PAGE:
Potty training your toddler can be a traumatic experience for both you and your little angel. Some parents and children seem to breeze through the process and can have their children potty trained within a couple of days while others seem to struggle for months with tantrums galore from both parent and child.
Check if your toddler is ready
Do they :-
tell you when they want a wee or a poo
hold themselves when they need to go to the toilet
want a clean nappy as soon as they have filled it
want privacy when they are filling their nappy
Potty Training Starts Here
take your child with you when choosing a potty, there are plenty of designs around from car shaped ones to ones that make a tune when they are used
let your child get used to the potty by sitting them on it when they don't need to go to the toilet
encourage your child to tell you when they need to go to the toilet
give your child plenty of praise or even a little treat when they use the potty
do not tell your child off if they fail to use the potty or if they have an accident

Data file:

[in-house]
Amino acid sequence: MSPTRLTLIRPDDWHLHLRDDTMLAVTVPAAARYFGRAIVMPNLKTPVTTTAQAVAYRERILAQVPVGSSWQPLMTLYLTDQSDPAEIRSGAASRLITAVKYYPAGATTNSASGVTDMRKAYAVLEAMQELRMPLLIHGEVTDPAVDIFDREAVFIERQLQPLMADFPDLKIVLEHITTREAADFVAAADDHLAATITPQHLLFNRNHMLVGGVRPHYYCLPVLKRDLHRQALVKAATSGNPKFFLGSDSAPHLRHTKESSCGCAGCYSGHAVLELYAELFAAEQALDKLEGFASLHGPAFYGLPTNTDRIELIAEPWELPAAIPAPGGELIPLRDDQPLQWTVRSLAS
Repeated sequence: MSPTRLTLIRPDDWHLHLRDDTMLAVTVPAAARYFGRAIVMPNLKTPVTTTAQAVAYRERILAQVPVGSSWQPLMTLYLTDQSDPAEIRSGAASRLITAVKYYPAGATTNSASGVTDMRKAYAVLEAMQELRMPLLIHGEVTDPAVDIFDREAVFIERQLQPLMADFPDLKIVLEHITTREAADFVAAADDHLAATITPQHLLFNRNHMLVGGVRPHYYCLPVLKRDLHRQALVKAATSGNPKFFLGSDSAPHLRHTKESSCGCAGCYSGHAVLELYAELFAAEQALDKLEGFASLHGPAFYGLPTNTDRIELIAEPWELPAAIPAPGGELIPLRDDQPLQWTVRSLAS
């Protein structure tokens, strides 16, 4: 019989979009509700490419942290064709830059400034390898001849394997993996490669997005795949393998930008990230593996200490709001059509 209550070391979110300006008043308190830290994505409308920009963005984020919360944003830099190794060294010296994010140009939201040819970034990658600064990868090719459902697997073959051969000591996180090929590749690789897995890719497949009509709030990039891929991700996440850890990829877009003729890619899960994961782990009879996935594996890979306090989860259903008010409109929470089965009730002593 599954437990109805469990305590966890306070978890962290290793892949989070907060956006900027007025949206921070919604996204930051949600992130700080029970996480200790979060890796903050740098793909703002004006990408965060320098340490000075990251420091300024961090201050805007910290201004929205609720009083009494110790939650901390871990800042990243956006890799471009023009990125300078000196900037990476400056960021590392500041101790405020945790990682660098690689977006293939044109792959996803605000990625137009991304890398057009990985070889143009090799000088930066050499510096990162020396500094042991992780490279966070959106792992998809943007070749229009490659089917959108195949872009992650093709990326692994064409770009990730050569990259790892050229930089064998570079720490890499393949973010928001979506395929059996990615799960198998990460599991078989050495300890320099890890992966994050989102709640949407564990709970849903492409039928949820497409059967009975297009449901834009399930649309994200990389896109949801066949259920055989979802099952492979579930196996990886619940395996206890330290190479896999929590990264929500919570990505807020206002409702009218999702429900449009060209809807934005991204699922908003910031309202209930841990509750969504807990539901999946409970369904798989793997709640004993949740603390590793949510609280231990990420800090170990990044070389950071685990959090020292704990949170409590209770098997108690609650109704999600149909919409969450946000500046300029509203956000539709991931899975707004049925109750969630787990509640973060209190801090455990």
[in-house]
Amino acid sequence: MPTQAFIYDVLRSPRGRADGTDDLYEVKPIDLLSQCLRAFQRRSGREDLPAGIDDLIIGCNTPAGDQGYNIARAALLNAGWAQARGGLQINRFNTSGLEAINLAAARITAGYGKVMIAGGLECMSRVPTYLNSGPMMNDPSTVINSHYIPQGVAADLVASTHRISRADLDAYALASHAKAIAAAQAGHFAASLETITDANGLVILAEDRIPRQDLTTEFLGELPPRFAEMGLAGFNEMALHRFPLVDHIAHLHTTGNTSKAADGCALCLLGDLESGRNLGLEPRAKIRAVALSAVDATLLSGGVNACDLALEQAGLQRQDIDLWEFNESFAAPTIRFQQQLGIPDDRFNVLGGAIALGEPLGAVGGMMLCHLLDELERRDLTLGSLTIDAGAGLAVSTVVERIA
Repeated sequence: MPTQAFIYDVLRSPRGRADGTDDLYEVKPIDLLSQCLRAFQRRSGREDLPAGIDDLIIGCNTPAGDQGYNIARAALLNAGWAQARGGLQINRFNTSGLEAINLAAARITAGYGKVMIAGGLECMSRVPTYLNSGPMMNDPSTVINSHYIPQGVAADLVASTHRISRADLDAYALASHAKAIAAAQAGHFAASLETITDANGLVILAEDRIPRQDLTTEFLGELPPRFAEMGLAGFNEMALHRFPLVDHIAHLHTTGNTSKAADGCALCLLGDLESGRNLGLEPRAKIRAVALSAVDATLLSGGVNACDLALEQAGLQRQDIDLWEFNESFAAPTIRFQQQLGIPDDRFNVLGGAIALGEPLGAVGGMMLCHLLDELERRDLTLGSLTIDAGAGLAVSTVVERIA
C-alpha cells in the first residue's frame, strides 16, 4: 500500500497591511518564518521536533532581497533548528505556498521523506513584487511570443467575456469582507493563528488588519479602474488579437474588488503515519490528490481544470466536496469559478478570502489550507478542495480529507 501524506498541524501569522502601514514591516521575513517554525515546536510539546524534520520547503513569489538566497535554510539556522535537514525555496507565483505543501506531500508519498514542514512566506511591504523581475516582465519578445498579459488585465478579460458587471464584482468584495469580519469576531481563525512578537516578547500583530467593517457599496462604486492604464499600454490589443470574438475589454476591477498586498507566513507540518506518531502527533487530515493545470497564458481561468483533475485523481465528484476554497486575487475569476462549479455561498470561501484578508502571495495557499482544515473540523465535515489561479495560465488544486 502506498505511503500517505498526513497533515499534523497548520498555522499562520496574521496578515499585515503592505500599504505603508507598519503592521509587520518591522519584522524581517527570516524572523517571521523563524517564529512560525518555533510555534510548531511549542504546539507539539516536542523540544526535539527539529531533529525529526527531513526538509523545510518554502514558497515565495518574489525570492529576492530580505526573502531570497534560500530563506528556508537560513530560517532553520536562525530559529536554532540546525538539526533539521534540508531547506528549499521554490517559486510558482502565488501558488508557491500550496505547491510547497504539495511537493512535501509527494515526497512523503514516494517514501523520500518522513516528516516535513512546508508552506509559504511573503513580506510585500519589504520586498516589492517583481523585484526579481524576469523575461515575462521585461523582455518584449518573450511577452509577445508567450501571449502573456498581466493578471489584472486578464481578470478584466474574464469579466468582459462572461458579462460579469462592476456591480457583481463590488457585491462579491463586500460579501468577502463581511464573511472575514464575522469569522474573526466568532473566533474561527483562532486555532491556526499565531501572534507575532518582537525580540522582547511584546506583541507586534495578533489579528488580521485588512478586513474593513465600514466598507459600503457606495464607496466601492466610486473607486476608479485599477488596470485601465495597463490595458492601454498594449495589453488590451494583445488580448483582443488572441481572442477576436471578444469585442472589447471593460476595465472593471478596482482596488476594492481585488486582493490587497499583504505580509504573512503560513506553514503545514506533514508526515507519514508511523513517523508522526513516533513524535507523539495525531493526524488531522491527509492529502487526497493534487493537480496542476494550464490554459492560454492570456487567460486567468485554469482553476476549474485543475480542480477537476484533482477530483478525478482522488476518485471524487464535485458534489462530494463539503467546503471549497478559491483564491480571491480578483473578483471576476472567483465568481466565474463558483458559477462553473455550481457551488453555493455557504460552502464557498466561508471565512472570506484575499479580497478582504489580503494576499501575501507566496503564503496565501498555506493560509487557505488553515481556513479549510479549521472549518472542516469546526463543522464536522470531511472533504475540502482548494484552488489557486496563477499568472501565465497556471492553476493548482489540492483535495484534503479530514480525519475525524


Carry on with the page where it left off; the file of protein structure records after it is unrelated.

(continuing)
If your child is not fully ready, (they may display the signs but you are battling every time) stop for a couple of months but tell your child what you are doing
get a rewards chart that you can do together
Use training pants during the day (encouraging your child to go on the potty tehmselves) and nappies on a night
Let your child help you empty the potty into the toilet, this might help with the transition of potty training to toilet training.
Encourage hygene by reminding children to wipe properly, with girls wiping from front to back and washing their hands after every visit
Whether you are toilet training straight away or making the transition from potty training to using the toilet the principle remains the same. Some children might find the prospect of using a toilet very scary, they might think something is going to bite them on the bum (I remember thinking Jaws would get me - yes I'd just watched Jaws 1 and was frightened out of my skin) or they might think they will fall in.
More Tips and Tricks
Buy a step or a childs toilet seat, ensure it is age appropriate - again involve them in the buying process
Help your child by putting on clothes that can be removed easily ie button, velcro etc, this might encourage them to go on their own more
Let your childminder/ nursery know the process you are using, if not this could give your child mixed signals
Let your child see you on the toilet, they will learn quicker by being shown what to do rather than being told
If you are trying to stop nappies on a night take your child to the toilet before you go to bed, they will probably still be fast a sleep and you can have some very funny conversations with them
Above all else be patient!!!
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